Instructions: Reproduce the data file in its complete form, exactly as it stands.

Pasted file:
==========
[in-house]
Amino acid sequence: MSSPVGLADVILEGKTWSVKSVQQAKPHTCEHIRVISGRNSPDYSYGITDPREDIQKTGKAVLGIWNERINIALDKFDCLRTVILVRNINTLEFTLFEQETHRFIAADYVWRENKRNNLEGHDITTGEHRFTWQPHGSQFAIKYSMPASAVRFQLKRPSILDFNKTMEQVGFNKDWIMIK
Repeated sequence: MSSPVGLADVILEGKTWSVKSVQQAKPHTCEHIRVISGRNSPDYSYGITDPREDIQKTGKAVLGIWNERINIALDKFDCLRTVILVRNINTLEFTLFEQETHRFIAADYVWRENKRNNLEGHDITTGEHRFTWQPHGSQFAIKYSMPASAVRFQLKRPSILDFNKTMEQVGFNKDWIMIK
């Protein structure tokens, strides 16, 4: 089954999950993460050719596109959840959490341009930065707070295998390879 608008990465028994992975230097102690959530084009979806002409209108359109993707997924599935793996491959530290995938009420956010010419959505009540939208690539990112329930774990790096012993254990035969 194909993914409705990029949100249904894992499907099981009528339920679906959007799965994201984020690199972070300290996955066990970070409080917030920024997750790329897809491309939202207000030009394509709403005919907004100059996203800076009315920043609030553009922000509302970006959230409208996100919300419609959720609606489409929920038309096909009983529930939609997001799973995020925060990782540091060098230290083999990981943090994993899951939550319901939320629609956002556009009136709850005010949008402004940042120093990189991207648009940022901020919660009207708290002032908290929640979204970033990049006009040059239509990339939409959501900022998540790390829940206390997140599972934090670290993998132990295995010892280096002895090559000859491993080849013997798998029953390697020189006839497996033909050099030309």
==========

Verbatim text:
[in-house]
Amino acid sequence: MSSPVGLADVILEGKTWSVKSVQQAKPHTCEHIRVISGRNSPDYSYGITDPREDIQKTGKAVLGIWNERINIALDKFDCLRTVILVRNINTLEFTLFEQETHRFIAADYVWRENKRNNLEGHDITTGEHRFTWQPHGSQFAIKYSMPASAVRFQLKRPSILDFNKTMEQVGFNKDWIMIK
Repeated sequence: MSSPVGLADVILEGKTWSVKSVQQAKPHTCEHIRVISGRNSPDYSYGITDPREDIQKTGKAVLGIWNERINIALDKFDCLRTVILVRNINTLEFTLFEQETHRFIAADYVWRENKRNNLEGHDITTGEHRFTWQPHGSQFAIKYSMPASAVRFQLKRPSILDFNKTMEQVGFNKDWIMIK
């Protein structure tokens, strides 16, 4: 089954999950993460050719596109959840959490341009930065707070295998390879 608008990465028994992975230097102690959530084009979806002409209108359109993707997924599935793996491959530290995938009420956010010419959505009540939208690539990112329930774990790096012993254990035969 194909993914409705990029949100249904894992499907099981009528339920679906959007799965994201984020690199972070300290996955066990970070409080917030920024997750790329897809491309939202207000030009394509709403005919907004100059996203800076009315920043609030553009922000509302970006959230409208996100919300419609959720609606489409929920038309096909009983529930939609997001799973995020925060990782540091060098230290083999990981943090994993899951939550319901939320629609956002556009009136709850005010949008402004940042120093990189991207648009940022901020919660009207708290002032908290929640979204970033990049006009040059239509990339939409959501900022998540790390829940206390997140599972934090670290993998132990295995010892280096002895090559000859491993080849013997798998029953390697020189006839497996033909050099030309």